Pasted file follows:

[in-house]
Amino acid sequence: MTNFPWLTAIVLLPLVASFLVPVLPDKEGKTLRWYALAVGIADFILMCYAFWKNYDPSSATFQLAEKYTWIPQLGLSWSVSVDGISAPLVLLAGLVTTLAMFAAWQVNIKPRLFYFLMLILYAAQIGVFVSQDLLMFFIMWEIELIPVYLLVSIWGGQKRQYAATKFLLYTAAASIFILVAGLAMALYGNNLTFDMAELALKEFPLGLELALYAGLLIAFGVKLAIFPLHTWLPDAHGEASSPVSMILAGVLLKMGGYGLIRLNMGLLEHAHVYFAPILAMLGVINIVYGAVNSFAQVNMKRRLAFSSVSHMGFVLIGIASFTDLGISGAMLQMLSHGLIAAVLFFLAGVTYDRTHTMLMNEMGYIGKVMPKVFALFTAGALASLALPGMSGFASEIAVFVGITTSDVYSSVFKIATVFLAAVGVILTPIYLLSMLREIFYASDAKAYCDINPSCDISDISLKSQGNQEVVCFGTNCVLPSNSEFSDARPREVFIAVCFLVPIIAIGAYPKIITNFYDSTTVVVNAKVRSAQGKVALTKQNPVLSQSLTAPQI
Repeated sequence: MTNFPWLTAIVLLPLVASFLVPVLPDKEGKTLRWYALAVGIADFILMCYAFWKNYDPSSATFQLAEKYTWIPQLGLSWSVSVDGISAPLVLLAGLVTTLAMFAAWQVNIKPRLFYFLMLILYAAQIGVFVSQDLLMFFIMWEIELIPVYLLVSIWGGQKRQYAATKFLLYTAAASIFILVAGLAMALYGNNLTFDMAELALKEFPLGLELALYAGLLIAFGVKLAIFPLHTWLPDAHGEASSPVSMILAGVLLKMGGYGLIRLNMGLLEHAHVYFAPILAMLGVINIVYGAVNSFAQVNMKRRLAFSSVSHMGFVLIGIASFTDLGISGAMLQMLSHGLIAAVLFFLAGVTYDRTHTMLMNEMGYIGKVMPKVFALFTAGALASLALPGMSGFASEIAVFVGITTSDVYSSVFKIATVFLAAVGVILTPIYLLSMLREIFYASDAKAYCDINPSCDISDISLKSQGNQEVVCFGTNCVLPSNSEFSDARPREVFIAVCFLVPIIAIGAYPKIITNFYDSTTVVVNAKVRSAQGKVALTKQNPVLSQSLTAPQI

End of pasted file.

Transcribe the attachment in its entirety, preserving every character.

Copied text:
[in-house]
Amino acid sequence: MTNFPWLTAIVLLPLVASFLVPVLPDKEGKTLRWYALAVGIADFILMCYAFWKNYDPSSATFQLAEKYTWIPQLGLSWSVSVDGISAPLVLLAGLVTTLAMFAAWQVNIKPRLFYFLMLILYAAQIGVFVSQDLLMFFIMWEIELIPVYLLVSIWGGQKRQYAATKFLLYTAAASIFILVAGLAMALYGNNLTFDMAELALKEFPLGLELALYAGLLIAFGVKLAIFPLHTWLPDAHGEASSPVSMILAGVLLKMGGYGLIRLNMGLLEHAHVYFAPILAMLGVINIVYGAVNSFAQVNMKRRLAFSSVSHMGFVLIGIASFTDLGISGAMLQMLSHGLIAAVLFFLAGVTYDRTHTMLMNEMGYIGKVMPKVFALFTAGALASLALPGMSGFASEIAVFVGITTSDVYSSVFKIATVFLAAVGVILTPIYLLSMLREIFYASDAKAYCDINPSCDISDISLKSQGNQEVVCFGTNCVLPSNSEFSDARPREVFIAVCFLVPIIAIGAYPKIITNFYDSTTVVVNAKVRSAQGKVALTKQNPVLSQSLTAPQI
Repeated sequence: MTNFPWLTAIVLLPLVASFLVPVLPDKEGKTLRWYALAVGIADFILMCYAFWKNYDPSSATFQLAEKYTWIPQLGLSWSVSVDGISAPLVLLAGLVTTLAMFAAWQVNIKPRLFYFLMLILYAAQIGVFVSQDLLMFFIMWEIELIPVYLLVSIWGGQKRQYAATKFLLYTAAASIFILVAGLAMALYGNNLTFDMAELALKEFPLGLELALYAGLLIAFGVKLAIFPLHTWLPDAHGEASSPVSMILAGVLLKMGGYGLIRLNMGLLEHAHVYFAPILAMLGVINIVYGAVNSFAQVNMKRRLAFSSVSHMGFVLIGIASFTDLGISGAMLQMLSHGLIAAVLFFLAGVTYDRTHTMLMNEMGYIGKVMPKVFALFTAGALASLALPGMSGFASEIAVFVGITTSDVYSSVFKIATVFLAAVGVILTPIYLLSMLREIFYASDAKAYCDINPSCDISDISLKSQGNQEVVCFGTNCVLPSNSEFSDARPREVFIAVCFLVPIIAIGAYPKIITNFYDSTTVVVNAKVRSAQGKVALTKQNPVLSQSLTAPQI